A recent European study on sustainable transport connections with Central Asia concluded that the Central Trans-Caspian Network (CTCN), crossing southern Kazakhstan, provides the “most sustainable transport connections between Europe and Central Asia,” particularly when a “two-layer catchment” area that spans 300 km north and 600 km south of the core route — hereby touching on all five Central Asia states — is taken into account. This so-called Middle Corridor encompasses four of Central Asia’s five most populous cities (Tashkent, Almaty, Bishkek, and Shymkent).
The study, funded by the European Commission with an eye toward implementing both the 2019 EU Strategy on Central Asia and the 2021 Global Gateway Strategy, was carried out by the European Bank for Reconstruction and Development (EBRD) over a period of time stretching from November 2021 to June 2023. The 55-page report assess several transport route options and for the route deemed “most sustainable” — the CTCN — offers proposed actions to develop the route, including both soft connectivity (i.e. the enabling environment) and hard connectivity (i.e. physical infrastructure) aspects. In terms of hard connectivity, the study identified 33 infrastructure investment needs in the region; in terms of soft connectivity, seven coordinated actions were identified.
In framing the expected benefits of greater cooperation, the study drew directly on a distinctly European experience:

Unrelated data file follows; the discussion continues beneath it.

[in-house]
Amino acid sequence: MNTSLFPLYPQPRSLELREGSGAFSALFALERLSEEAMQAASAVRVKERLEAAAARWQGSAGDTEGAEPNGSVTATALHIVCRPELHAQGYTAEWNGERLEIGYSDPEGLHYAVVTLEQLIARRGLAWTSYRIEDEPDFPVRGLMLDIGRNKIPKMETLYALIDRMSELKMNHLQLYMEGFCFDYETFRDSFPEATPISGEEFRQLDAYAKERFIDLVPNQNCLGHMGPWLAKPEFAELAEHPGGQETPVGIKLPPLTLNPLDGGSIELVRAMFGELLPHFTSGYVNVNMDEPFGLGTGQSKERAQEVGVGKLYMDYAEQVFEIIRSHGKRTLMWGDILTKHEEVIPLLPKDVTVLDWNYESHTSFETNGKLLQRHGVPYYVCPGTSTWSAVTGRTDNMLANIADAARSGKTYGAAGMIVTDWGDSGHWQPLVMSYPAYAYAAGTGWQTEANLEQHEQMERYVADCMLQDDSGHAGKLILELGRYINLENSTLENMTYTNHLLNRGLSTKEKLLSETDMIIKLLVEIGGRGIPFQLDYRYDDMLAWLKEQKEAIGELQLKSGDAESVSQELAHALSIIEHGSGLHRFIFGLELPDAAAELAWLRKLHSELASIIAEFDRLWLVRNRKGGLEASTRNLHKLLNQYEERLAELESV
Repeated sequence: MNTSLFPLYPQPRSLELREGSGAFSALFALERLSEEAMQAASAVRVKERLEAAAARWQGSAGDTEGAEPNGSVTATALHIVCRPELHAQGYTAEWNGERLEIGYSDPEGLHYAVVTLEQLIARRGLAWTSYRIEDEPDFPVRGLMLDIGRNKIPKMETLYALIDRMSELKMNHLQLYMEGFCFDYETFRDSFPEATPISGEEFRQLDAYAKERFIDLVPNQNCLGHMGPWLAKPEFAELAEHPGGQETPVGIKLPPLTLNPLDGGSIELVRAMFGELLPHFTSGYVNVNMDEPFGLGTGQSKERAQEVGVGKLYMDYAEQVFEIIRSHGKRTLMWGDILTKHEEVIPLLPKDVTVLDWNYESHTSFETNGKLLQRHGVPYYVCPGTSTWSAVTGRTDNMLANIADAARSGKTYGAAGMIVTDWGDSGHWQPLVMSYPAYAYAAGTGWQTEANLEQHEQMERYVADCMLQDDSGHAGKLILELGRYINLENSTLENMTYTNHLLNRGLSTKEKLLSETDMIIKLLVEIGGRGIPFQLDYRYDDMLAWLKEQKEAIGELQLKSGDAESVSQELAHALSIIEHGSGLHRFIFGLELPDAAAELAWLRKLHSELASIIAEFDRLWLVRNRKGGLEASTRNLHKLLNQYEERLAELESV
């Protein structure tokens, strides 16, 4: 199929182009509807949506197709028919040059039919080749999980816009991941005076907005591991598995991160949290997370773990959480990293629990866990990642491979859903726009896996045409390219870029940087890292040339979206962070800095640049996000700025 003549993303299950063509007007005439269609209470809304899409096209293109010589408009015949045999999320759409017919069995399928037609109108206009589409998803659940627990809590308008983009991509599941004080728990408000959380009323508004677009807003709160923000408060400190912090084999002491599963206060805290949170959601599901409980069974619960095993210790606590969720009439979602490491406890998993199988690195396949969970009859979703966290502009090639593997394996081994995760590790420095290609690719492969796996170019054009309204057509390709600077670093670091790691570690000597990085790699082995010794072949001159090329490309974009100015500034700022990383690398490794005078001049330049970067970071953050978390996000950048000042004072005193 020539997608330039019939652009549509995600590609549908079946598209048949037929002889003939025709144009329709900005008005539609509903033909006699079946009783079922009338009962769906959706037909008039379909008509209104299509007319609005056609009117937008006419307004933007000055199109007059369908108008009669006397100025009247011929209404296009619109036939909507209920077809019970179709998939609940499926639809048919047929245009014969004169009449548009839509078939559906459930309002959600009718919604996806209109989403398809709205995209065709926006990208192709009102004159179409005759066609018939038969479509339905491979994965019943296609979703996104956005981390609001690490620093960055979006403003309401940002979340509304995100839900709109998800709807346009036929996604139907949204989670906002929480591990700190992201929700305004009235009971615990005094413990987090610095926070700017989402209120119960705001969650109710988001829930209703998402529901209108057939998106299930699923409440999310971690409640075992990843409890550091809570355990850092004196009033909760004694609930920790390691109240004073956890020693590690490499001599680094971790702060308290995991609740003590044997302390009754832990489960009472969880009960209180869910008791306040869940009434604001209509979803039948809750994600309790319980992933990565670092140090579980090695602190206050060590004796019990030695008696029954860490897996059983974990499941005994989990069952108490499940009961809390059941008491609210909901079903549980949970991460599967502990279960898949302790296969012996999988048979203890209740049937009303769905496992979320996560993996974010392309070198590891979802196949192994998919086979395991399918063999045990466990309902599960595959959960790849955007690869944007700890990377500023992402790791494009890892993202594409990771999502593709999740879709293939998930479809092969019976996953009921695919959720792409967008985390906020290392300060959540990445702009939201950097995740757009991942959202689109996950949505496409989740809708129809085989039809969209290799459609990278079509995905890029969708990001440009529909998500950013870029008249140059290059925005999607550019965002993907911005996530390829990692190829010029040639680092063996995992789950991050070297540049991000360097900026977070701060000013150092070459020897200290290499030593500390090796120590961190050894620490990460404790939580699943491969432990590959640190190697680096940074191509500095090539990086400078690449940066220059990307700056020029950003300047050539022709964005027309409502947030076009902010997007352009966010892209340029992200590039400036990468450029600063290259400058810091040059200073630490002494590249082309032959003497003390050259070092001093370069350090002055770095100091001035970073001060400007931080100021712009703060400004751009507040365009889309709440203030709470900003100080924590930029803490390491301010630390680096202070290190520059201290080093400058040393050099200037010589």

As seen in the successful example of connecting the 27 EU Member States with the development of the TEN-T [Trans-European Transport Network], a regional plan to implement and develop a Central Asia-wide transport network could close the gaps in infrastructure and soft connectivity, remove bottlenecks and technical barriers, and strengthen social, economic and territorial cohesion in the region.
The study, however, noted two conditions as necessary for “wider regional development benefits to materialize,” and these may be significant hurdles for Central Asia: “all countries provide equal and fair access to all regional peers and players to their network,” and “countries invest in enhancing their domestic network, aligned with international corridors, and cross-border connections in a coordinated manner.”
In selecting the “most sustainable” route, the study surveyed existing routes across Eurasia and then dove deeper in the three routes that make up the so-called Middle Corridor. The three options — northern, central, and southern — were assessed against each other in several major areas: traffic, infrastructure, social and environmental issues, country conditions, and with regard to economic integration. The center of Central Asia came out ahead.
The task of achieving the desired connectivity within Central Asia and, as is the study’s focus, with Europe, may be monumental, but to the study’s credit, it lays out in detail the steps necessary. Perhaps more importantly, the study notes that it became clear during its implementation that “in many cases, the key issues of transport connections in the region were not about financing or the lack (or poor state) of existing infrastructure, but of soft connectivity challenges.”